- PROJECT HELP
By Jack Jania, senior vice president of strategic alliances, Gemalto
Without singling any party out, I think we can agree that there is a blanketed air of confusion in the mobile industry – a conflation of language, if you will.
Those of us working with this technology day in and day out (myself included) can default to jargon, and media conversations often follow suit as they surmise what specific technology, category of devices, app providers or ecosystem is going to "win." There's an inescapable deluge of acronyms used to describe the technologies that power and secure mobile transactions in particular: NFC, HCE, BLE, RFID, EMV, MST…the list goes on. It's important for us to draw distinctions between terms that are misused or incorrectly interchanged. It's time to set the record straight on exactly what these contactless terms represent, what the technologies do and why there is confusion in the first place.
Let's take a step back to define contactless as data being transmitted across the airwaves via a spectrum of different frequencies or wavelengths that lead to communication protocols. AM/FM radio frequencies, near field communication (NFC), Radio Frequency Identification (RFID) and Bluetooth Low Energy (BLE) all have varying frequencies and are all more or less suited to transfer specific types of data. Those ideal frequency-to-data combinations result in music signals, video signals (even HDTV), payment transactions and asset tracking, among other activities. These communication protocols are like the rules of grammar for transmitting information contactlessly.
In my estimation, much of the confusion stems from RFIDbeing used as a catchall synonym for every flavor of contactless, especially when it comes to payments. It's a common misconception that all contactless technology should be generalized as RFID. To put it in layman's terms, it's similar to how a square can always be called a rectangle but a rectangle cannot necessarily be identified as a square. RFID always fits under the umbrella of contactless, but not every type of contactless is RFID.
Enabling one type of contactless, an RFID system consists of a tag, reader and antenna. Tags can be either active or passive depending on whether the power source sits with the tag (active) or reader (passive). Active tags transmit a findable marker via a process called automatic identification, resulting in a read range of up to 100 meters, roughly across a warehouse. This is what makes active RFID so useful for transmitting data like tracking a shipping crate. Passive RFID still has a range of up to 25 meters, so it's practical for tasks like badged employee building access.
NFC is a more specific subset of RFID that uses the same frequency as high frequency RFID but must communicate within a halo of six inches or so. That's why you'll commonly hear NFC contactless card and mobile payments referred to as "tap and pay" or "tap and go" – you have to almost physically touch the card or device to the point-of-sale (POS) terminal. In that way, "NFC turns the limitations of its operating frequency into a unique feature" that proves valuable for a host of sensitive information-sharing and payment applications.
NFC-ready devices also retain the advantage of serving both as a reader and a tag (unlike standard RFID systems), so it's especially good for peer-to-peer communication or B2C advertising. To that point, it's important to keep in mind that NFC is only a communication protocol, not a security protocol. Still, the proximity requisite inherently makes payments from smartphones, wearables and other NFC-capable form factors more secure, as you have to be so close to the terminal that the runway for signal interception is short. The distance limitation has a positive effect when it comes to establishing boundaries and verifying when and how a transaction can take place, a key differentiator from other forms of contactless communication that are more equipped to handle other types of data.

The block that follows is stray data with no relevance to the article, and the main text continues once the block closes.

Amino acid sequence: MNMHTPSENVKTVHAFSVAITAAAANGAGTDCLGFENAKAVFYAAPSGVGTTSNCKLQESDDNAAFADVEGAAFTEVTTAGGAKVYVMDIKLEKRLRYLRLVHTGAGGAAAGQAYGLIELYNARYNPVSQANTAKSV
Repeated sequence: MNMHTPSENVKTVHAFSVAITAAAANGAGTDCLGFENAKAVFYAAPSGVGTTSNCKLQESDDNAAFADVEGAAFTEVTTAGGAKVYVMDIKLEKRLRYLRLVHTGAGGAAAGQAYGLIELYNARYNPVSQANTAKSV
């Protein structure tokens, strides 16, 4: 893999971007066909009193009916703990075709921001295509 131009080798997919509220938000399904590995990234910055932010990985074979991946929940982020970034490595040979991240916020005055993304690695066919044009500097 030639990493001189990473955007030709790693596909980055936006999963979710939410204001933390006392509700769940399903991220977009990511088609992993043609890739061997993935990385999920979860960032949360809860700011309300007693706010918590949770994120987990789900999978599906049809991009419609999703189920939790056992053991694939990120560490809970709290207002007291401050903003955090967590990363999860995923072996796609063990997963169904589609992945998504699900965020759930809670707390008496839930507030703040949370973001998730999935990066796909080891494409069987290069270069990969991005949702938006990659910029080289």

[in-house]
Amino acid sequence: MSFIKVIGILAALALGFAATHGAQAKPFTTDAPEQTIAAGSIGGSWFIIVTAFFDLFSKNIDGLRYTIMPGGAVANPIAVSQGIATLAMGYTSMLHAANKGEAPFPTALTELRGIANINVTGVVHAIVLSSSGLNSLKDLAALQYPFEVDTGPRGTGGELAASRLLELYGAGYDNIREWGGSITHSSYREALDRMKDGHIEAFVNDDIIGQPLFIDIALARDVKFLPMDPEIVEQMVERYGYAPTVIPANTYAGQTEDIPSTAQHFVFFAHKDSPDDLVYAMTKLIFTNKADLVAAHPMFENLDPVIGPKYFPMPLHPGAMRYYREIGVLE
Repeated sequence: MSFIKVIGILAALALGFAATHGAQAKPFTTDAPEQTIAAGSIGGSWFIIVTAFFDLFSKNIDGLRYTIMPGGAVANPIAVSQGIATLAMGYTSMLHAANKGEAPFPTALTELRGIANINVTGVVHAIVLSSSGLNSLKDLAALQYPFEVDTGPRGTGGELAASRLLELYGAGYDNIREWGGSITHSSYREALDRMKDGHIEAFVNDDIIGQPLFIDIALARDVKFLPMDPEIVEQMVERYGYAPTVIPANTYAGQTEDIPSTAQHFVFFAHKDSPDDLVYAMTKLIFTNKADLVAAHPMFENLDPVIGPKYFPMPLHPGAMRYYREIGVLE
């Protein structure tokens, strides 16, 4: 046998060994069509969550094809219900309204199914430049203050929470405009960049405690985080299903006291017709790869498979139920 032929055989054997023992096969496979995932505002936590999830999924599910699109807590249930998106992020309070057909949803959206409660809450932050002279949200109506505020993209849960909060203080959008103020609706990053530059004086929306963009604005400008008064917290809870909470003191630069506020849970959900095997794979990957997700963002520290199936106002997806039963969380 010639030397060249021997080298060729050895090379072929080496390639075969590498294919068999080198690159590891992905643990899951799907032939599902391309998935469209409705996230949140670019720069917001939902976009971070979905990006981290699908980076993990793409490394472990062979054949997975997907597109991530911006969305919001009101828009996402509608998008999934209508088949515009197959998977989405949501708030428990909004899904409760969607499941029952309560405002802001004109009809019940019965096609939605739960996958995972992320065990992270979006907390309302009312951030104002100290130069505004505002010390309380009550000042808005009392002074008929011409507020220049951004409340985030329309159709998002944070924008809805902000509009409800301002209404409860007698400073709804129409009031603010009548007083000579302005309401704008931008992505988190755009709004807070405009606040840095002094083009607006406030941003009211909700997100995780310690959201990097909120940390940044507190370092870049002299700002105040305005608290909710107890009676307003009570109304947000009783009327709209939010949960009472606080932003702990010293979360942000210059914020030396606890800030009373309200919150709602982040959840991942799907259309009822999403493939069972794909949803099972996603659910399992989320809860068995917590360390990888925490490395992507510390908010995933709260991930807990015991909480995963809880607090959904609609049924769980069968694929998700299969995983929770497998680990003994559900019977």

Even in spite of the NFC proximity safeguard, payments are a particularly sensitive type of data to transfer. Security isn't based on the type of contactless communication; it's based on the way the data is stored. That's why we're realizing that NFC must be paired with Europay MasterCard Visa (EMV), encryption and tokenization security provisions to become a complete, secure package.
RFID and NFC are not representative of all contactless communications or transactions but, as a security protocol, neither is EMV. EMV is a complementary technology to contactless that ensures data involved in payment transactions is dynamic and therefore rendered useless in fraudulent activities. NFC (or another appropriate form of contactless) actually transfers the data, but EMV changes and masks it. When we refine our terminology and acronyms, we need to pay special attention to whether we're clear in our references to communication protocols and their roles versus security protocols and their roles.
The longer that very different forms of contactless and their sister technologies – RFID, NFC, EMV, etc. – are conflated as one whitewashed category, the longer we're going to have trouble conveying to consumers how these technologies work and convincing them that these technologies are adequately protecting their contactless payment experiences. All members of the payments ecosystem, including banks, merchants and payment acquirers, stand to gain from contactless technology and transactions, but the first step is to start talking about contactless terminology both clearly and accurately.